• The fruit yields food products such as date vinegar, date chutney or sweet pickle, date paste for bakery products and additional flavoring for oranges, bananas and almonds. The Arabian-flavoured Bedouin dish known as Canua and roasted whole date seeds are popular as far away as Libya. Even the tree's terminal buds (heart of palm) make tasty additions to vegetable salads.
  • The date palm is often the only available staple food for the inhabitants of desert and arid lands, and as such it is vital to millions throughout North Africa and the Middle East. According to the World Food and Agricultural Organisation, there are 90 million date palms in the world and each tree can grow for more than 100 years. 64 million of these trees are grown in Arab countries, which produce 2 million tons of dates between them each year.
  • Trees start producing after 4-5 years and reach full production after 10-12 years.
  • Date-producing Arab countries are Algeria, Bahrain, Egypt, Iraq, Libya, Morocco, Oman, Saudi Arabia, Sudan, Syria, Tunisia, the UAE, and Yemen. Between them Algeria, Egypt, Libya, Morocco, and Saudi Arabia produce 600 different kinds of dates, which accounts for 60% of the world's production. In Saudi Arabia, Madinah's date market (Souq Al Tumoor) contains about 150 varieties, the most popular of which is Anbara, the most expensive.
  • Dry or bread dates: self-curing on tree. Soft dates: require harvest at appropriate time and sun-drying to increase sugar content and prevent spoilage. The latter are packaged traditionally in palm leaves and widely traded (caravans, ships)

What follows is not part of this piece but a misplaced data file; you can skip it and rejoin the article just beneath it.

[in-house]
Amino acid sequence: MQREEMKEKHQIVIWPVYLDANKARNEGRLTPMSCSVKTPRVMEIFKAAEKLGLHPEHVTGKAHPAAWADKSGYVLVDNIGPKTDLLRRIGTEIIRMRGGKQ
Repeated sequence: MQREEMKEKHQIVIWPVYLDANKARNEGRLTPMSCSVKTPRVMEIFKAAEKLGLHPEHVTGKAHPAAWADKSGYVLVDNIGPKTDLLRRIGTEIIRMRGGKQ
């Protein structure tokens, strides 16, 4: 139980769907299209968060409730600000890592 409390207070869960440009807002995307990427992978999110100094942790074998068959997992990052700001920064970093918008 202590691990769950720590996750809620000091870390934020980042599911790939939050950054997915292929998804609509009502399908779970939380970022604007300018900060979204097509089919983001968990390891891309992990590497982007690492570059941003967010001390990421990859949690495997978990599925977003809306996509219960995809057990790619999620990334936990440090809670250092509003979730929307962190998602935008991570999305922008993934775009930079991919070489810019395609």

• The date palm is also highly prized as an ornamental tree, as it is ideally situated in streets, avenues and driveways. Optimum planting conditions dictate that trees should be set 6-8m apart and then well soaked with water. The date palm can tolerate a high salinity level of up to 22,000 parts per million.
  • Iraq is the top commercial producer and exporter of dates, closely followed by Saudi Arabia, Egypt and Algeria.


The date palm, its historical and religious references

  • Important in ceremonies of Judaism, Christianity, and Islam
  • Fronds used on Palm Sunday, commemorating the entry of Jesus in Jerusalem (Lion's Gate or east entrance to Jerusalem, through which Jesus is supposed to have entered the city)
  • According to the Qur'an, dates have always been considered beneficial to mothers. When Mary gave birth to the Prophet Jesus (may peace be upon Him) under a palm tree, she heard a voice telling her:
    "Shake the trunk of the palm tree towards thee: it will drop fresh, ripe dates upon thee. Eat, then, and drink, and let thine eye be gladdened!" (Qur'an 19:25-26)
     
  • Introduced into Spain by Moors
  • Introduced by Spanish into Americas; log-term plantations only on coastal area of Peru and Baja California (dry climates)
  • Modern date production in U.S.: clones obtained directly by USDA in Near East and North Africa and planted in Coachella valley (CA): e.g., Leading cultivar, Deglet Noor, from Biskra oasis in Algeria.


The date palm, its nutritional benefits


  • The sugar content of ripe dates is about 80%; the remainder consists of protein, fat and mineral products including copper, sulphur, iron, magnesium and fluoric acid. Dates are high in fiber and an excellent source of potassium.
  • Five dates (approx. 45 grams) contain about 115 calories, nearly all from carbohydrates.
  • Bedouin Arabs, who eat them on a regular basis, show an extremely low incidence rate of cancer and heart disease.